2013-04-12 / Front Page

South Portland residents: school budget too low

By Jack Flagler
Staff Writer

SOUTH PORTLAND — School administrators, board members, city staff and city councilors have reviewed South Portland’s 2013-2014 budget for weeks, hoping to trim the figure down to acceptable size for the city’s taxpayers. But if residents’ comments at a public forum on Wednesday, April 3 reflect voter opinion, many South Portland taxpayers think the school budget is too low.

Board of Education Chairman Richard Carter presented the city council with a $43 million proposed school budget at Wednesday’s public hearing that calls for $37 million in taxpayer funds.

The city council asked the school board at a Feb. 27 workshop to limit the increase on the tax rate to no more than six-tenths of a percent this year. The 2013-2014 school budget increases the tax rate 0.63 percent, or 6.5 cents per $1,000 of valuation, a $12.68 increase on the median property tax bill of a home worth $195,000.

The school budget would cut three part-time positions — a guidance clerk both in the middle school and high school and a high school English teacher — for a total savings of $89,000. The proposal also will not add an $84,000 grant writer position Superintendent Suzanne Godin included in her initial suggestion. However, the proposed school budget would keep the South Portland High School hockey program, originally scheduled to be cut to save $34,000.

Although the school board approved the proposed budget in a special meeting just before the public forum, Carter said he was concerned with the final result.

After voters approved the $40 million high school renovation bond in 2010, Carter said, many board members and city councilors promised they “would not decimate the school department in order to renovate the high school.”

“Now that the payments are coming due, I believe we are doing just that,” Carter said, “And I strongly urge the council to set the high school referendum aside from the budget both on the city side as well as the school side.”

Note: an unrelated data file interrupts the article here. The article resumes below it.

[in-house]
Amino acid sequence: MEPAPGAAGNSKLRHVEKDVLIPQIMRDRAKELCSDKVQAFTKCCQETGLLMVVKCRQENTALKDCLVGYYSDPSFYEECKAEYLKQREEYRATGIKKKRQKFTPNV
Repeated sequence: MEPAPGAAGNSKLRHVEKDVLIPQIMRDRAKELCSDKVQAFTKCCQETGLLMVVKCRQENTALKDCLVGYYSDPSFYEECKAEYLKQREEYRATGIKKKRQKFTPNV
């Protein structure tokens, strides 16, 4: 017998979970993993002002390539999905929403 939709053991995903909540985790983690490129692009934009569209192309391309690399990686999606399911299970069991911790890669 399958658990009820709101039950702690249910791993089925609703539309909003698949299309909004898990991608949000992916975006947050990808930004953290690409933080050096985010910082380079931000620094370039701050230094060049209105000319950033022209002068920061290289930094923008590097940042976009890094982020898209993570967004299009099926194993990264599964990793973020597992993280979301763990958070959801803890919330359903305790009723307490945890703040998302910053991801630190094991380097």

Former school board member Jeffrey Selser said insufficient budget increases in recent years have not kept pace with the needs of the city because the budgeting process is flawed. Selser said the city manager and superintendent create proposals based on guidance that “can be nothing but arbitrary” because the budget review process does not begin until councilors have already decided upon a desired number.

Selser said the city cannot follow its motto of “Moving Forward” without allocating more funding. He suggested alternative mottos for the city if it does not expand the budget on both sides, including “Some People Say We’re OK” and “Maybe Next Year It Will be Better.”

Some speakers at the public forum, including Attila Delisle, said the South Portland schools are a major reason they chose the city to start a family.

“If it comes down to saving me a few dollars or sacrificing the things that make my house a home, please let me invest in the future of South Portland,” Delisle said.

South Portland resident Albert DiMillo said over the past decade, the school board has consistently allocated more money than it spent, meaning the starting point for the board is already too high. If those past errors were fixed, DiMillo said, the proposed version of the school budget should represent a decrease in the tax rate.

“It’s been wrong for nine years in a row. If you allow this budget to go through it will be the 10th year in a row that they budget incorrectly. This is just simple math,” DiMillo said.

City Manager Jim Gailey presented the $28.8 million 2013-2014 municipal budget at the public forum that was unchanged from the previous version he originally put before the council in March. The budget calls for an additional $214,000 in property tax revenue, which would add six cents per $1,000 of valuation the municipal tax rate.

The municipal budget takes $80,000 allocated for paving out of the budget, ends South Portland’s membership in the Greater Portland Council of Governments at a savings of $25,000, and ends the city’s $40,000 contribution to the Visiting Nurses Association and Home Health Visiting Nurses.

The council will continue reviewing the municipal budget with individual departments in workshop meetings this month. It is scheduled to vote to approve the budget sometime in May.

Voters will then decide on the school budget in a referendum election Tuesday, June 11. Mayor Tom Blake said the process this year has been complicated by uncertainty surrounding Gov. Paul LePage’s proposed biennial state budget, which proposes a number of revenue decreases for Maine municipalities and school districts.

“It looks like right now we’re on track, but we still have the elephant in the room, which is Augusta,” Blake said. “Hopefully, a month from now we’ll have a better handle on where they’re going.”

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